In the recently published Fraser Insights & Indicators Report 2021, the respected brokerage house paints a picture of the performance of the new build market in recent years, especially where it relates to the signing of new contracts and the commercial status of in build projects. With The Superyacht New Build Report scheduled for delivery on 23 February, which explores in great detail the performance of various new build sectors using a series of proprietary metrics, as well as analysing future trends and forecasting performance up to 2030, the Fraser report provides interesting complementary insight into sales-specific metrics.

According to Fraser’s report, there has been a significant decrease in the number of new build contracts signed, particularly since 2017 and 2018, which is somewhat at odds with many of the anecdotal reports that have been coming out of the market over the course of 2020. Indeed, many individuals in the legal, design and shipyard worlds have reported that new build interest has been strong. However, while 'interest’ may be strong, it appears that many prospective clients remain hesitant to sign the final contract.

Indeed, the figures highlighted in the report strongly support many of the assumptions that market commentators have been making as a result of the pandemic. With so many UHNWIs living in relative isolation, it is no wonder that some have felt the desire to inquire about new build projects, or indeed inquire about the availability of distressed projects. Speaking with SuperyachtNews earlier in the year, William MacLachlan, partner at HFW, expressed how busy the design community was at present. So, while new build contracts may be down, there is cause to believe that this market may pick up in 2021, depending on how the pandemic plays out in the near future.

That being said, one must be hesitant to put too much stock into the impact of the pandemic. In the pre-pandemic environment between 2018-2019, year-on-year new build contracts fell from 192 (2018) to 144 (2019), representing a decrease of 25 per cent. In fact, the results from 2019 and 2020 are the lowest they have been since 2014, suggesting that there may be other more fundamental factors at play.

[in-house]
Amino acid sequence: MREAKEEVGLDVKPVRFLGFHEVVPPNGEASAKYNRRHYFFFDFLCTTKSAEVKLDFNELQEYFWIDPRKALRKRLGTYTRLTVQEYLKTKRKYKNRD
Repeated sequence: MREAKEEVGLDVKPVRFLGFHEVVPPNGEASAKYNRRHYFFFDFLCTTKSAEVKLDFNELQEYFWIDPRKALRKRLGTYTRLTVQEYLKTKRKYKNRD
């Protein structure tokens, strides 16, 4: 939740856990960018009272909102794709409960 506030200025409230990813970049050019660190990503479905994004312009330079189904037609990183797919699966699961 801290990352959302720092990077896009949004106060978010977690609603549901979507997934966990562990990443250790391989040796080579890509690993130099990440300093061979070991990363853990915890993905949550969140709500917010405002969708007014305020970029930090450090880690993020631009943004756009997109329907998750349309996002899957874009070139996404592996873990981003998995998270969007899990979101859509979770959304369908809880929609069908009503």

In recent years, much has been made of widespread market consolidation, especially where it relates to the performance of new build shipyards. In the fall out from the global financial crisis, clients have seemingly become less risk-averse when it comes to selecting an appropriate shipyard, choosing rather to commission the services of established shipyards with strong financial backing and consistent delivery output.

Indeed, according to The Superyacht New Build Report, the number of active shipyards year on year has fallen from 65 in 2008 and to 35 in 2020. As a result, the number of available slots with desirable delivery times has also decreased. With 2017 and 2018 boasting strong new contract figures, it is perhaps unsurprising that this number has fallen in the years since given that a number of projects will need to be delivered, or at least near delivery before attractive slots become available at the world’s most sought after shipyards.

It could be argued, therefore, that the decline in new contract activity is directly linked to a lack of capacity at the major shipyards. With many of the world’s premier yards investing in infrastructure, whether that is through the development of new facilities or the acquisition of other businesses and their facilities, it is clear that these businesses are attempting to account for the lack of capacity as a means of stimulating growth. The recent interest in Perini Navi and its facilities, and the subsequent creation of a joint venture between Sanlorenzo and Ferretti Group, is just one such recent example.

For more information on the performance of the new build sector, look out for the publication of The Superyacht New Build Report on 23 February.

Image credit: Guillaume Plisson

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